3. The family is the foundation of all human government. That is the Grand Design. Modern governments throw off this Design and make bureaucratic war against the family, as does Hollywood and cultural elitists such as third wave feminists. Since WWII we have been on a ship of fools that way, with both the elite and government and their social engineering hacks relentlessly attacking the very foundation of social order. And their success? See it in the streets of Fergusson, on the food stamp doles (mostly broken families)and in the above article. Reject the Grand Design for true social function, enter the Glorious State to manage social dysfunction. Our Brave New World will be a prison camp, and we will welcome it as the only way to manage given the anarchy without it.

  4. When I hear 'Juvenile Lawyer' I think of an attorney helping a high school aged kid through the court system for a poor decision; like smashing mailboxes. Thank you for opening up my eyes to the bigger picture of the need for juvenile attorneys. It made me sad, but also fascinated, when it was explained, in the sixth paragraph, that parents making poor decisions (such as drug abuse) can cause situations where children need legal representation and aid from a lawyer.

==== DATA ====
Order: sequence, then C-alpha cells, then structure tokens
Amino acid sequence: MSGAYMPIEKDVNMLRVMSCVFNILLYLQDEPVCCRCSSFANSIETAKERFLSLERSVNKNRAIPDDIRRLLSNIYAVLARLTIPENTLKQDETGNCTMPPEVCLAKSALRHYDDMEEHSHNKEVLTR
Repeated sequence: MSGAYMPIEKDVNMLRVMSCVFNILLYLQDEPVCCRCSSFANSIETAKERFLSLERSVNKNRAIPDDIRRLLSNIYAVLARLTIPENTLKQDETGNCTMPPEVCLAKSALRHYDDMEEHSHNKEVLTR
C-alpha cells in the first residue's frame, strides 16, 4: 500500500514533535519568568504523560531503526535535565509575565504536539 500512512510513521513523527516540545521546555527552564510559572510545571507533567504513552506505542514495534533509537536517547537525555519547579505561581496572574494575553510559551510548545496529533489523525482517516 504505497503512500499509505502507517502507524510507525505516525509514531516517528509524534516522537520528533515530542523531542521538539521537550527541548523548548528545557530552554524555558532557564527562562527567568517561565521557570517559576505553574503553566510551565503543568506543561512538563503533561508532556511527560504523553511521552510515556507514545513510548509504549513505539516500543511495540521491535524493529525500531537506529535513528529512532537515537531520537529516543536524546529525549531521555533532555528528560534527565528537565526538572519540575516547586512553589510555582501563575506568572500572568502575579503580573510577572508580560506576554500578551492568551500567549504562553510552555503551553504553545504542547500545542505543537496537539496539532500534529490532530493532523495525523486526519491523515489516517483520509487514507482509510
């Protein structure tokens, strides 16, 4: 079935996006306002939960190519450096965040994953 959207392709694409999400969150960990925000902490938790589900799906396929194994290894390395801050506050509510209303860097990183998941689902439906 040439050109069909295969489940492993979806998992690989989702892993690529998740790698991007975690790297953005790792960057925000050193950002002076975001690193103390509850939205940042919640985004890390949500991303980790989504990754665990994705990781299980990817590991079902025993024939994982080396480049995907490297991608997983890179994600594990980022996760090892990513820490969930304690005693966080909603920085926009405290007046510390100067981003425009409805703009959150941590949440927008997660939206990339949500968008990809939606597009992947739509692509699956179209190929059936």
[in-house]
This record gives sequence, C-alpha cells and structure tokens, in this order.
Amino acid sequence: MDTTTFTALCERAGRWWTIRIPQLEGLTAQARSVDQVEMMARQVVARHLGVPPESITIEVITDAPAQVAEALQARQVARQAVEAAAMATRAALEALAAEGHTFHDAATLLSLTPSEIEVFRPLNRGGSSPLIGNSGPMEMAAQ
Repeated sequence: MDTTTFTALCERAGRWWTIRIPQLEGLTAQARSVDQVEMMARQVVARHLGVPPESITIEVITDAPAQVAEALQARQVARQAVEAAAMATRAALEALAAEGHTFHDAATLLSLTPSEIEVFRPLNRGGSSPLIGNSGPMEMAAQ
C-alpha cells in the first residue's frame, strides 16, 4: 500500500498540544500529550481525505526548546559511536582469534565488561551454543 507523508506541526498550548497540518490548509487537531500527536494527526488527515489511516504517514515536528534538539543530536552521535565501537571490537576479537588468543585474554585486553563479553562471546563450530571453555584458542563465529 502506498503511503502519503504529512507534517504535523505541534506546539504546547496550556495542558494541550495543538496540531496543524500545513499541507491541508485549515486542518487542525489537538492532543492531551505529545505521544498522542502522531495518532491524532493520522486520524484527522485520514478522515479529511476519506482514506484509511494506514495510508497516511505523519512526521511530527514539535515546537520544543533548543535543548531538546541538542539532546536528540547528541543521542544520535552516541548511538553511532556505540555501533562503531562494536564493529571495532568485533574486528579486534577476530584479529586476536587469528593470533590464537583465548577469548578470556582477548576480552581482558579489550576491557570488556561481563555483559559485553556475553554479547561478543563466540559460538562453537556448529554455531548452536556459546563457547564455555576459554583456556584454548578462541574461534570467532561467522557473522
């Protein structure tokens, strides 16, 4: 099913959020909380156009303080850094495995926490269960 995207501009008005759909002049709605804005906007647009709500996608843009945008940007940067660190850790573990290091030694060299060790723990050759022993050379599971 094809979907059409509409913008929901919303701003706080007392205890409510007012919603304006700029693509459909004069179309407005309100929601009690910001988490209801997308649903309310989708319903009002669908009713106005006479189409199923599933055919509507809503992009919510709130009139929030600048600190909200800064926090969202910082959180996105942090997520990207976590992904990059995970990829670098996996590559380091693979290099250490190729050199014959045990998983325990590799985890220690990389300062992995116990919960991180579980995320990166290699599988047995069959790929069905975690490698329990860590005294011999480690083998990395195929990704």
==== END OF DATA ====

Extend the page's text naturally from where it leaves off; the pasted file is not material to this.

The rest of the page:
5. Some in the Hoosier legal elite consider this prayer recommended by the AG seditious, not to mention the Saint who pledged loyalty to God over King and went to the axe for so doing: "Thomas More, counselor of law and statesman of integrity, merry martyr and most human of saints: Pray that, for the glory of God and in the pursuit of His justice, I may be trustworthy with confidences, keen in study, accurate in analysis, correct in conclusion, able in argument, loyal to clients, honest with all, courteous to adversaries, ever attentive to conscience. Sit with me at my desk and listen with me to my clients' tales. Read with me in my library and stand always beside me so that today I shall not, to win a point, lose my soul. Pray that my family may find in me what yours found in you: friendship and courage, cheerfulness and charity, diligence in duties, counsel in adversity, patience in pain—their good servant, and God's first. Amen."